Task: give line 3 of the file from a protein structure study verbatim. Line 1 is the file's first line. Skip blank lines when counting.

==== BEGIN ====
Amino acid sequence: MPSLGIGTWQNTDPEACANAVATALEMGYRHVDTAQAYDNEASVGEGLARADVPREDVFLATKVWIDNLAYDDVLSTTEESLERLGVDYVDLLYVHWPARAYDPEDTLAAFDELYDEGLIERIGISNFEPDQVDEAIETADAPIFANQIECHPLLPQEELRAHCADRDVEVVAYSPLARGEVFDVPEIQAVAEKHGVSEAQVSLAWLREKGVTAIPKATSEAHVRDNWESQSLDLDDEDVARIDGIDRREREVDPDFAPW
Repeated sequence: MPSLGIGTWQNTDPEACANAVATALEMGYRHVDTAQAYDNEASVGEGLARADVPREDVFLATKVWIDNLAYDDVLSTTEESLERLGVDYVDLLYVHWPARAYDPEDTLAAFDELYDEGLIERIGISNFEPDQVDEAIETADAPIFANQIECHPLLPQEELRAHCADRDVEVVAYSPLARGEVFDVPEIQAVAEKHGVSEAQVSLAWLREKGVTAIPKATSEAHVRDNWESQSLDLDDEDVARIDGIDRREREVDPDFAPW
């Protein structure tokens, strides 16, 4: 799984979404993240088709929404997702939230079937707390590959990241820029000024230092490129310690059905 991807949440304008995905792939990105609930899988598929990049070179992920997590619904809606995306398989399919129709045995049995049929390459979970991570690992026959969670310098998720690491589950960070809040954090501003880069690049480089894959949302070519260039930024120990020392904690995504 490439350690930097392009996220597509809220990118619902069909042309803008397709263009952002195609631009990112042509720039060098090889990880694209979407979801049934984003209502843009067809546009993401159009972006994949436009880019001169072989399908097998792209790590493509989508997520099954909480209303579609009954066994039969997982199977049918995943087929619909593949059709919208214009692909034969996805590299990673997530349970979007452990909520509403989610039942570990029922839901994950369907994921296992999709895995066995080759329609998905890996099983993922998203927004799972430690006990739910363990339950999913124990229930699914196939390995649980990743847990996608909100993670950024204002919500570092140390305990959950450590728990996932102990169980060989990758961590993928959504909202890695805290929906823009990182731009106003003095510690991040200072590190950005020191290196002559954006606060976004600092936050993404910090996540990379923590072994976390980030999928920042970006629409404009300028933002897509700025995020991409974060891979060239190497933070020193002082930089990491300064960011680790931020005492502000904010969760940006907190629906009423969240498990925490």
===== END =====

């Protein structure tokens, strides 16, 4: 799984979404993240088709929404997702939230079937707390590959990241820029000024230092490129310690059905 991807949440304008995905792939990105609930899988598929990049070179992920997590619904809606995306398989399919129709045995049995049929390459979970991570690992026959969670310098998720690491589950960070809040954090501003880069690049480089894959949302070519260039930024120990020392904690995504 490439350690930097392009996220597509809220990118619902069909042309803008397709263009952002195609631009990112042509720039060098090889990880694209979407979801049934984003209502843009067809546009993401159009972006994949436009880019001169072989399908097998792209790590493509989508997520099954909480209303579609009954066994039969997982199977049918995943087929619909593949059709919208214009692909034969996805590299990673997530349970979007452990909520509403989610039942570990029922839901994950369907994921296992999709895995066995080759329609998905890996099983993922998203927004799972430690006990739910363990339950999913124990229930699914196939390995649980990743847990996608909100993670950024204002919500570092140390305990959950450590728990996932102990169980060989990758961590993928959504909202890695805290929906823009990182731009106003003095510690991040200072590190950005020191290196002559954006606060976004600092936050993404910090996540990379923590072994976390980030999928920042970006629409404009300028933002897509700025995020991409974060891979060239190497933070020193002082930089990491300064960011680790931020005492502000904010969760940006907190629906009423969240498990925490």